If you missed 60 minutes last night you might just have missed some rather uncomfortable footage. Mums that smack their children. And make no apologies for doing so. Some of the vision was distressing but both mothers argued that smacking works for them and their children. They also say it’s their right to discipline their children.
Michael Usher from 60 Minutes writes:
We started looking at this story earlier this year when a leading Australian Paediatrician called for smacking to be made illegal. Thirty two countries have gone down this path and Dr Gervase Chaney believes the time has come for Australia to address the issue, and ban smacking.
Dr Chaney is the head Paediatrician for the Royal Australasian College of Physicians. He’s pushing the College to take a stand and lobby the government for laws to ban parents smacking their children. He argues smacking is the same as hitting, and we don’t tolerate anyone hitting or striking another person in any other section of society, so why do we think it’s reasonable to smack children?
Dr Chaney can quote any number of studies that have looked at the long-term effects of smacking on children, including some that say smacking is a form of child abuse.
And in some cases, the most extreme, smacking goes beyond a light slap. The worst of parents, who argue they’re just smacking their children for discipline, are in fact beating the hell out of them. And that’s why most of the laws around the world have been introduced; to stop the genuine physical abuse of children.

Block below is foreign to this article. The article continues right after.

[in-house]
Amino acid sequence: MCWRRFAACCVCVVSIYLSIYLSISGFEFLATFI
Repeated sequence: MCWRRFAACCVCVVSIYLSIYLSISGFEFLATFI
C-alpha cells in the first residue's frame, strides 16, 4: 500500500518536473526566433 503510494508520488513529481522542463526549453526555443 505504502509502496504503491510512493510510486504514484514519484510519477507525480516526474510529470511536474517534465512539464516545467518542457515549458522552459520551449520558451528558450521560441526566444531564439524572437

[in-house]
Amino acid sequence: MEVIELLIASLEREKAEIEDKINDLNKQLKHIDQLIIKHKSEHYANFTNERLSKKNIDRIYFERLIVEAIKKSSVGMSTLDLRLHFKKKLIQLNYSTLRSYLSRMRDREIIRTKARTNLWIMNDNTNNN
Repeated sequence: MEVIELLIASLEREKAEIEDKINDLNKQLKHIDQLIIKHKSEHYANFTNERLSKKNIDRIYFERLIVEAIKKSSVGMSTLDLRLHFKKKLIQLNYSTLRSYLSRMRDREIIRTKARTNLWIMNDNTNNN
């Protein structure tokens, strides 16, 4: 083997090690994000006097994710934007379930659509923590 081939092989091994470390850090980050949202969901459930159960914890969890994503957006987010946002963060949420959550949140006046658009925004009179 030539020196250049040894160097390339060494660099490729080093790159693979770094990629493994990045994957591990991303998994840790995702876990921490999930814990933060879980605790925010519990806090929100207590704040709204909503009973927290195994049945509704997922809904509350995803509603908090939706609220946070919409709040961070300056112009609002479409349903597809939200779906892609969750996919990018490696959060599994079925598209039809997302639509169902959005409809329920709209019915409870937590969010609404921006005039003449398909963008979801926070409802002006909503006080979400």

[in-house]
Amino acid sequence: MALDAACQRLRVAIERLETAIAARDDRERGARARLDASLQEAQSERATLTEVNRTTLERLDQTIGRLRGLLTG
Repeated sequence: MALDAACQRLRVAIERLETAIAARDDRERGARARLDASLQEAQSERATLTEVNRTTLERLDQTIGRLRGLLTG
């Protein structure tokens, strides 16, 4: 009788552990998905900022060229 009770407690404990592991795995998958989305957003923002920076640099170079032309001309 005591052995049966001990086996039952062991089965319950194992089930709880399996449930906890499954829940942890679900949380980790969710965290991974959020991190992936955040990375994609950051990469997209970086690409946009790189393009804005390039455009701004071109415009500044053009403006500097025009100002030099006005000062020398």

But any new law would make smacking illegal, full stop, because it’s so hard to define what a smack is.= display_ad('x18', 'hidden-xs hidden-md mm_incontent', 'MM In Content'); ?>= display_ad('x20', 'visible-xs mm_mob_incontent', 'MM In Content (Mobile)'); ?>
Katharine Cook is a child and family psychologist, she has previously written about the “excuses” we give as to why we smack our children and why they are all wrong. She writes in part:
1. “It’s the only thing that works with my child”. Physical discipline doesn’t work. It merely creates fear and causes upset. A vast amount of good research shows that smacking is not as effective as other techniques. Behaviour change is ineffective when brought about by fear, it is temporary at best and it teaches the child a whole lot more about how adults manage their emotions, than about the behaviour the parent is trying to control.
2. My child is difficult….he doesn’t respond to time out ….he needs a good smack.” If a child has loving caring parents, this excuse doesn’t stack up. I have spent years working with children who have conduct disorders and are really challenging. No expert believes those children are best dealt with by physical punishment, our research tells us otherwise. Often the most difficult children need tighter boundaries, need to learn that they are valuable and need to be hugged more often. Smacking will not help your child become less difficult and a more caring and thoughtful human.
3. “Smacking never did me any harm.” So maybe you survived childhood despite being driven around without wearing child restraints and you were OK that time that Dad was drunk and drove you home. But we have so much information that tells us that what we believed to be harmless in the past may not be so now. With new information about alternatives to smacking, people should try to change their behaviour, especially those who are well educated. Why stick to old methods? Our parents and grandparents didn’t have the wealth of information about child development and child psychology available to them, they didn’t have any alternatives. We do.
4. “Smacking is a quick and easy method.” Since when is parenting meant to be quick and easy? Good parenting is time consuming, it takes perseverance. Teaching children to say please and thank you takes years. Smacking them on the back of the legs is not going to ensure that they don’t run onto a road after a runaway ball. Discipline takes time and effort- there is never an easy answer.